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« A Brief Digression on Critics and Cops [by David Lehman] | Main | O Today We'll Merry, Merrry Be »

December 31, 2023


Yup great poem. Of course the first thing adamdid was pin names on things

What a beautiful/colorful ekphrastic poem. I love its brevity and the way it touches upon the language that is so vital to our craft. And I also love the way the poet incorporated that personal tidbit at the end. Congrats, Laura, and thank you, Terence for choosing such inspiring poems.

This is stunning, Lara! I love how you’ve packed so much intensity and lyricism and thinking into so few lines. Beautiful work! Thank you! —Julien (Po 15)

Thanks for the comment, Cindy.

"Words are, of course, the most powerful drug used by mankind."
- Rudyard Kipling

Great poem. And Thank you, Terence for continuing to expose me to so many inspiring poems and the poets who created them!

another satisfying poem and post, thank you lara, terence, and mark

Love it, esp. the last line! Beautiful!

Thanks for that comment, Doug. And Happy New Year!

Thanks, mo chara. Rothko sends his regards.

Such an ingenious poem, with its three great shifts--I'm envious! The intelligence and wit and comprehension are so impressive here. It's so strong a poem that it moves me to sit down and try write something like it. Thank you Lara for your highest art and Terence for finding it and letting the rest of us see.

Don: thanks for that comment.

OH YES! and the art, Terence, makes my week!

Thanks, Grace, and Happy New Year!

I'm the opposite way. I have words for things I don't know. It's another kind of silence.

Thanks so much to everyone for reading, and for your astute and generous insights!

Hoping Rothko posters & Egger poems are on the walls of that Spanish tapas bar! Such a fine poem.

Wonderful poem.

Love this poem. The artwork is amazing

Beautiful poem and painting.

I’m enraptured by Lara Egger’s poem, an absorbingly inquisitive response to great visual art and its visceral effect. Though Mark Rothko’s painting is entitled “No. 12 (Red and Yellow),” Egger leads off her poem with a four-word command: “Look at this orange.” It’s a bit of perceptual gamesmanship. We all know that orange is made from a mix of red and yellow. So Egger’s boldness makes us smile, even though it leads conclusively to inconclusion: “I worry about what I’m missing, / simply because I don’t know the word for it.” Isn’t that also the challenge of verse, which is nothing but words hopefully selected and placed in inspired combination to mean more than mere denotation? “A New New Guide” (great title with that italicized second “New”) by Lara Egger adroitly distills the challenge of bringing words to what we see, feel, and even want to touch in visual art, especially the abstract expressionism of Rothko’s “No. 12 (Red and Yellow).” What it evokes is multi-sensory: the illusions of depth, light, heat, and even a kind of kinetic stillness transmuted through introspection and emotion. Rothko was a genius of colors, brushwork, and form (especially rectangular), all eliciting an intensity of feeling through what became known as “color field painting.” In a deft dozen lines, Lara Egger’s poetic art complements his visual art. I can’t think of a higher compliment.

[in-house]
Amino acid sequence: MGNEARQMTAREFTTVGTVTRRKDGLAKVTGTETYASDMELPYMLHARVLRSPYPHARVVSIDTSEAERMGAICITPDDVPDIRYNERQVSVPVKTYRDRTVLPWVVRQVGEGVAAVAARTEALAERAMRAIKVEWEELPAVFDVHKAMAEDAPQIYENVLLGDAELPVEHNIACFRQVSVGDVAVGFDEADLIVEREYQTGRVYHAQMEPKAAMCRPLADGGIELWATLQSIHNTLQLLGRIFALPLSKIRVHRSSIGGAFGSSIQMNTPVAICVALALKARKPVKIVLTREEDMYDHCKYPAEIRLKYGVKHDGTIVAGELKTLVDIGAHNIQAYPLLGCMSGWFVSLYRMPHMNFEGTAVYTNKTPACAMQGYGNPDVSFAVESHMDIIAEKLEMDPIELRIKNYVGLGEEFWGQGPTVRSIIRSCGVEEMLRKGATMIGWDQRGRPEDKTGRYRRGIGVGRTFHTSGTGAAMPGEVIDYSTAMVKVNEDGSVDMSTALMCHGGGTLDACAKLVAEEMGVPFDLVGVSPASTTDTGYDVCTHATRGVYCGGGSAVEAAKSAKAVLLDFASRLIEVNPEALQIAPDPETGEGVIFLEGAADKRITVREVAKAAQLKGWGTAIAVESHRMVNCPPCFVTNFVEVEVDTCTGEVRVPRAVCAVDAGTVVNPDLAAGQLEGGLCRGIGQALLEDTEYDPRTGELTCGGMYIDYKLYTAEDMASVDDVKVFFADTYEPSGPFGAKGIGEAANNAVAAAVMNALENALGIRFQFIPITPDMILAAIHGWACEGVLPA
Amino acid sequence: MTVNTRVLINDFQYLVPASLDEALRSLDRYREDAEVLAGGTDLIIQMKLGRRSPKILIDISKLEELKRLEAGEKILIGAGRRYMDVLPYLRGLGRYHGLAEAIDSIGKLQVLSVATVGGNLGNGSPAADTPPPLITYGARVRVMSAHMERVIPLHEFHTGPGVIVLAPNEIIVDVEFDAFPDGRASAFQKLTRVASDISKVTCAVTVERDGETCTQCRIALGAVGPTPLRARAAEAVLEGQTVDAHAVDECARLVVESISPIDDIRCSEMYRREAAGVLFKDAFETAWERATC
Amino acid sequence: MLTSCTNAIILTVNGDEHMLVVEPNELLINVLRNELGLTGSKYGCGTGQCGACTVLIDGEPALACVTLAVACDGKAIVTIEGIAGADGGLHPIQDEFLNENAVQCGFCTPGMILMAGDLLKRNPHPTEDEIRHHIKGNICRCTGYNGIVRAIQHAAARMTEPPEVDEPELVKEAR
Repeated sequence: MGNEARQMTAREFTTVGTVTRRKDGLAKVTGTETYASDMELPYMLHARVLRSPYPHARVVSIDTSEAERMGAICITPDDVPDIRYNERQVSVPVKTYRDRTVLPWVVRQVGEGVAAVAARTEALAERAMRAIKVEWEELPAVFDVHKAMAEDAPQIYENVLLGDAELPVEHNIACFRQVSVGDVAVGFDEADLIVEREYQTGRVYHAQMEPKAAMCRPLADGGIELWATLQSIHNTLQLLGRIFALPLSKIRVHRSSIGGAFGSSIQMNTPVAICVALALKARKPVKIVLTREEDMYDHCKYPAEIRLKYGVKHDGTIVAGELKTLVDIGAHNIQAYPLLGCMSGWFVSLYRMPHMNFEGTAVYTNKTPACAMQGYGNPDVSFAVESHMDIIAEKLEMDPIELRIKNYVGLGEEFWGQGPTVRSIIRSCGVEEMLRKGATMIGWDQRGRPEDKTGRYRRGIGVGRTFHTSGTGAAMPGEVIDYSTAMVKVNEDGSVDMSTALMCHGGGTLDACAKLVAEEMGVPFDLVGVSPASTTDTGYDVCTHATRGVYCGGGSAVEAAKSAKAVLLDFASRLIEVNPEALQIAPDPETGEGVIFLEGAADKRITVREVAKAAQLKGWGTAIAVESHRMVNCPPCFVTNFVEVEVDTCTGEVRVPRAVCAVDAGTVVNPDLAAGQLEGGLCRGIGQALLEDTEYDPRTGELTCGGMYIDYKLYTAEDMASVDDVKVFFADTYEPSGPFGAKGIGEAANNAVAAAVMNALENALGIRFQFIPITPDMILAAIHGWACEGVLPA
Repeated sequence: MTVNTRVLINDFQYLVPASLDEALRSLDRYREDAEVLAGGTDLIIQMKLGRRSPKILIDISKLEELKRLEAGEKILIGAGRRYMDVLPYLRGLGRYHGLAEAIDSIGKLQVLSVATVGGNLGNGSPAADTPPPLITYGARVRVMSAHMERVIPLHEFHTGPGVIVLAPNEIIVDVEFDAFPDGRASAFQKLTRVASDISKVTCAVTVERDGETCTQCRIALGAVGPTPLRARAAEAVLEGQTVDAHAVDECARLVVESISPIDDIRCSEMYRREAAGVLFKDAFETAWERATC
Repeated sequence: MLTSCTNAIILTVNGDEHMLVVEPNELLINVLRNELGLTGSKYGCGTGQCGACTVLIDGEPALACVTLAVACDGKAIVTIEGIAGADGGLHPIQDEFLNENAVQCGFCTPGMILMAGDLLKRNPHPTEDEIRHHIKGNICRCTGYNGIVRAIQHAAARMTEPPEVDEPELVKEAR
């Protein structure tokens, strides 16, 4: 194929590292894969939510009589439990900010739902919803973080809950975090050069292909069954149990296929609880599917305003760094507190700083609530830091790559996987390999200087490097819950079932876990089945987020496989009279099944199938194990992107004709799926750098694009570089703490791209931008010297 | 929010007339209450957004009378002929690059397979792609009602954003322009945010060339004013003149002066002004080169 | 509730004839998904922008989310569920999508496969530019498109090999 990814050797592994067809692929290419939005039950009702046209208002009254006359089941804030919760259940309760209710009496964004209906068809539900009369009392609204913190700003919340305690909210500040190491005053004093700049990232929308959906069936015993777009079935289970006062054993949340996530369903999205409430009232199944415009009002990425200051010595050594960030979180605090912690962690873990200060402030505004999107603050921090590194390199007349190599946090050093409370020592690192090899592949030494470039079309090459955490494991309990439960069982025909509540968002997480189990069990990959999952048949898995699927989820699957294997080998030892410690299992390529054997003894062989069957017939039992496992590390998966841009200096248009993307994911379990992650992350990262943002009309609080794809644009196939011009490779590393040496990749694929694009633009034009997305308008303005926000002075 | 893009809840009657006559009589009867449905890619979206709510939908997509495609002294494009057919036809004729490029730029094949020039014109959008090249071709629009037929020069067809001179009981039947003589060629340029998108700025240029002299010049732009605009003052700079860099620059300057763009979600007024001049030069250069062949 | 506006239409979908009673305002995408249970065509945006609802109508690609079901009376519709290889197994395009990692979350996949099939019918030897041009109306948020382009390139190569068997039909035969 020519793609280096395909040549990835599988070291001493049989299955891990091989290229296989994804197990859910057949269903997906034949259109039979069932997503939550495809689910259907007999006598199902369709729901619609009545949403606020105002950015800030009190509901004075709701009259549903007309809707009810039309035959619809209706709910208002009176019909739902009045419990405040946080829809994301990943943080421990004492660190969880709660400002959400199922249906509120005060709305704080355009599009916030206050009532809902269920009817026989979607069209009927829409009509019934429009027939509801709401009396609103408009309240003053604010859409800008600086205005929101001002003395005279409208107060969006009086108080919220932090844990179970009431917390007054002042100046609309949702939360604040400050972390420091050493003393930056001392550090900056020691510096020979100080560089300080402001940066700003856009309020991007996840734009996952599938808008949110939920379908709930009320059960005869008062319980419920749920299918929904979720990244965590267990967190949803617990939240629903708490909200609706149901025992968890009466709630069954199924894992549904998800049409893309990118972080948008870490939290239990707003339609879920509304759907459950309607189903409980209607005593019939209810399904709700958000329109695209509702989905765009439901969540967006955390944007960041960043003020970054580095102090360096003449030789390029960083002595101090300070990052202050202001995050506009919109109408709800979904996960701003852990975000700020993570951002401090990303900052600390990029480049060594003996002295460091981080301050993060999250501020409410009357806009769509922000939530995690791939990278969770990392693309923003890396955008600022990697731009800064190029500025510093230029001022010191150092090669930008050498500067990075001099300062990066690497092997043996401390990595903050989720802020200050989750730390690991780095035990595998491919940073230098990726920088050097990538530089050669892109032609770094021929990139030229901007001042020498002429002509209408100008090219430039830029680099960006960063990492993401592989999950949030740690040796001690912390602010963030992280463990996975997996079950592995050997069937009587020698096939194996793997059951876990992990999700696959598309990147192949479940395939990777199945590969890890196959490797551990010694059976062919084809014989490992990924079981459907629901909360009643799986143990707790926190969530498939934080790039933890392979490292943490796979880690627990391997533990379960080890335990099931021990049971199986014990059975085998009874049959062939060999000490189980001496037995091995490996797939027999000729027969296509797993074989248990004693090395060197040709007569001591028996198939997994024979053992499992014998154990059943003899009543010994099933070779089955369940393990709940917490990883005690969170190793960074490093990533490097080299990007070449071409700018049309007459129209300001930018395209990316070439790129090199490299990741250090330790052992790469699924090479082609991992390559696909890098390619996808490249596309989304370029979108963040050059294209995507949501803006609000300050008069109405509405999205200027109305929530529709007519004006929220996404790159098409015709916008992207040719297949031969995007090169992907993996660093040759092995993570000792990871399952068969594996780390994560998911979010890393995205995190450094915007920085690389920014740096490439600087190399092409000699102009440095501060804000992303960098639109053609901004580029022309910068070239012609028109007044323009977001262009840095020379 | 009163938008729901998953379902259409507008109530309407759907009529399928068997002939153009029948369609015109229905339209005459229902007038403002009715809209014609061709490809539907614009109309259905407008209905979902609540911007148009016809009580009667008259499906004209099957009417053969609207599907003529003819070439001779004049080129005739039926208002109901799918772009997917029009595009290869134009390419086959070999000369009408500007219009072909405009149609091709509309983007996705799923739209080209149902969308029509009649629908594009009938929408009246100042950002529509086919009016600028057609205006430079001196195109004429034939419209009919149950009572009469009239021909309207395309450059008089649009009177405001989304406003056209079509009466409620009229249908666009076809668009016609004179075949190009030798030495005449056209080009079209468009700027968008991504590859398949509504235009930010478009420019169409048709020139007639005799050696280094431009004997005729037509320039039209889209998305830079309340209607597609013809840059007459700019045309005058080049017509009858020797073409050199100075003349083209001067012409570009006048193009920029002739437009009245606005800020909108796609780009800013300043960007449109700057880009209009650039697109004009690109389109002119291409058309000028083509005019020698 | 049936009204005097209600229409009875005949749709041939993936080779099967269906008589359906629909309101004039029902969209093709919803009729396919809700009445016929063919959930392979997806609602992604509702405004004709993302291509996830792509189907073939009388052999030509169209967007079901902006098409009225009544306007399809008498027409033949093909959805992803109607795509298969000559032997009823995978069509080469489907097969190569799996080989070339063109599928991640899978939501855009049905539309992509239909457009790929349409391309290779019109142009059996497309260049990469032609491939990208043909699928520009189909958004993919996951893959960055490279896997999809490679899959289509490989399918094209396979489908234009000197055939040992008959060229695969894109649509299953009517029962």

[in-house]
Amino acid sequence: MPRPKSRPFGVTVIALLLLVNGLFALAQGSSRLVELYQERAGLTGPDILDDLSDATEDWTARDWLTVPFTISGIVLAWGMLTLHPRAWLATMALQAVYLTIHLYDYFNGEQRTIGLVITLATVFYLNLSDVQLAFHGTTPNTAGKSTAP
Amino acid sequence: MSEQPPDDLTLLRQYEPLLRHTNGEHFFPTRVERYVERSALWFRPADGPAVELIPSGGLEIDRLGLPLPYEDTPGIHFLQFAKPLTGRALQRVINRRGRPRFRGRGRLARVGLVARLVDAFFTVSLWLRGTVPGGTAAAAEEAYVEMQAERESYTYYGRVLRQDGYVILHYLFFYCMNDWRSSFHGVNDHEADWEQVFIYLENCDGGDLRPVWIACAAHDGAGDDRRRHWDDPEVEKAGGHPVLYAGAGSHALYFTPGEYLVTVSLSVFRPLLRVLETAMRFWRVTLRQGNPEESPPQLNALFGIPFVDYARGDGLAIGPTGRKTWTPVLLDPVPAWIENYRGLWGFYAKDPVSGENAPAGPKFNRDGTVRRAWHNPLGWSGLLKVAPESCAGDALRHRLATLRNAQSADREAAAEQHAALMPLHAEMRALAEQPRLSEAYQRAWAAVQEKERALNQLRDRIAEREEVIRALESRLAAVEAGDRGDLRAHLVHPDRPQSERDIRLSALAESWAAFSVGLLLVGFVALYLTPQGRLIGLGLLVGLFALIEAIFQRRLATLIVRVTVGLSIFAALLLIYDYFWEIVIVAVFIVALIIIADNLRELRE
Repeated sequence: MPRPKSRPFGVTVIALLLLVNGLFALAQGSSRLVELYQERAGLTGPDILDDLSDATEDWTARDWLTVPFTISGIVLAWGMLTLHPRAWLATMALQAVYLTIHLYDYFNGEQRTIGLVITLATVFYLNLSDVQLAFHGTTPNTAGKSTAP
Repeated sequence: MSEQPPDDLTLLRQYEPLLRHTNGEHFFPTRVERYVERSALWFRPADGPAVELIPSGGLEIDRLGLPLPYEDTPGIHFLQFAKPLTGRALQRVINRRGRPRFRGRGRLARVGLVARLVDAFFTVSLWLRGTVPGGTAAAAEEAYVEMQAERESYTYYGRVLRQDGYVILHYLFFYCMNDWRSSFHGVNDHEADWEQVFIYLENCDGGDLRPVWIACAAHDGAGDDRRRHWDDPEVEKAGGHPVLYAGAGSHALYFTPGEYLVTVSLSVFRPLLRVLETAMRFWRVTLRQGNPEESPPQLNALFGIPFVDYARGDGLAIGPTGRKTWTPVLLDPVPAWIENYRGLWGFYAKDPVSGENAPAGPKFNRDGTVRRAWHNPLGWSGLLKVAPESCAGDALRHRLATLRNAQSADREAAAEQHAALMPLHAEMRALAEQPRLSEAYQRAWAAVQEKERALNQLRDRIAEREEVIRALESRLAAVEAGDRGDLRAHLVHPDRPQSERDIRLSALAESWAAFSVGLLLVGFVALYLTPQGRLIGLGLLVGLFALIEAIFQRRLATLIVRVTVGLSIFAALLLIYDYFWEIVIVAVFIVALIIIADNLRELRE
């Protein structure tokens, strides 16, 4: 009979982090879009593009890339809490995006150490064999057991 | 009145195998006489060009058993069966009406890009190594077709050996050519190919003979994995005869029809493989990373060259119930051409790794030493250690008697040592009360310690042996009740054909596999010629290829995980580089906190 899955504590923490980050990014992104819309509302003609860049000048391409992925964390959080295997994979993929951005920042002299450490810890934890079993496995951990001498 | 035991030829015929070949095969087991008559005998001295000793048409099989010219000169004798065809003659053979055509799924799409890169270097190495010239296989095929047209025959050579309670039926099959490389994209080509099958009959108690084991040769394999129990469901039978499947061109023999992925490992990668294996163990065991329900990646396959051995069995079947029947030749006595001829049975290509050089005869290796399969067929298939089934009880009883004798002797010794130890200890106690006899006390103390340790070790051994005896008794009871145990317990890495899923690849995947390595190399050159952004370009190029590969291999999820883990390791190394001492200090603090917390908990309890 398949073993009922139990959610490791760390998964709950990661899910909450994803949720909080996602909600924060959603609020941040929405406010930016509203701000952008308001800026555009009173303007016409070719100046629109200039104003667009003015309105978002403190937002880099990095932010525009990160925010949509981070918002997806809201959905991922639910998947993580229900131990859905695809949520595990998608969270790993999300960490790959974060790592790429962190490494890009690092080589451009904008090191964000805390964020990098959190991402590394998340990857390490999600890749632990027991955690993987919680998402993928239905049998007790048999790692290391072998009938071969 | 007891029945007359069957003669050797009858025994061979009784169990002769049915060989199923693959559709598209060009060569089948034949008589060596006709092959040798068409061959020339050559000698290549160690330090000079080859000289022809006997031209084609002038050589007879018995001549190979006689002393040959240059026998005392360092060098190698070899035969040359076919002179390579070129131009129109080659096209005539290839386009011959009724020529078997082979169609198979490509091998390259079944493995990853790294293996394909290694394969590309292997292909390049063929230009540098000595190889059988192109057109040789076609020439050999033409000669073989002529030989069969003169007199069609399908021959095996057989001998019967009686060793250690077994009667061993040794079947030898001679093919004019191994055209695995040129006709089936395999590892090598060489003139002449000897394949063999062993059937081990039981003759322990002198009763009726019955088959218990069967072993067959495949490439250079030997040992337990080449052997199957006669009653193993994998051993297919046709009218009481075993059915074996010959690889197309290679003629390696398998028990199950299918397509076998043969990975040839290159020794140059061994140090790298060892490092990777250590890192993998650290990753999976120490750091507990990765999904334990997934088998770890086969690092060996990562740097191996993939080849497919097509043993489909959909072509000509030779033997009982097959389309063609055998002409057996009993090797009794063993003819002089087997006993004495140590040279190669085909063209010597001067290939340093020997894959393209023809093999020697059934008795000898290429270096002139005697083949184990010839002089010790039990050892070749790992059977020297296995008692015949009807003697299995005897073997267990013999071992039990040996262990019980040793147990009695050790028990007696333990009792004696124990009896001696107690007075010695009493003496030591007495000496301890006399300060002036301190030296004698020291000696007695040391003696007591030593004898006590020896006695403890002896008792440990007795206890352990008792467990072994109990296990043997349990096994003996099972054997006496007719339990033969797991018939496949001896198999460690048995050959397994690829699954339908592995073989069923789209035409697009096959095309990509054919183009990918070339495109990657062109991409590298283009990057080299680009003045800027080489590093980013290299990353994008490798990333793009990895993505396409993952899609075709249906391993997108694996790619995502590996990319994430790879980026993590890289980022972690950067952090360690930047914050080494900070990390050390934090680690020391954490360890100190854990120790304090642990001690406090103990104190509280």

Great comment, Earle, as usual. Thanks for it.

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"Lively and affectionate" Publishers Weekly


I left it
on when I
left the house
for the pleasure
of coming back
ten hours later
to the greatness
of Teddy Wilson
"After You've Gone"
on the piano
in the corner
of the bedroom
as I enter
in the dark

from New and Selected Poems by David Lehman


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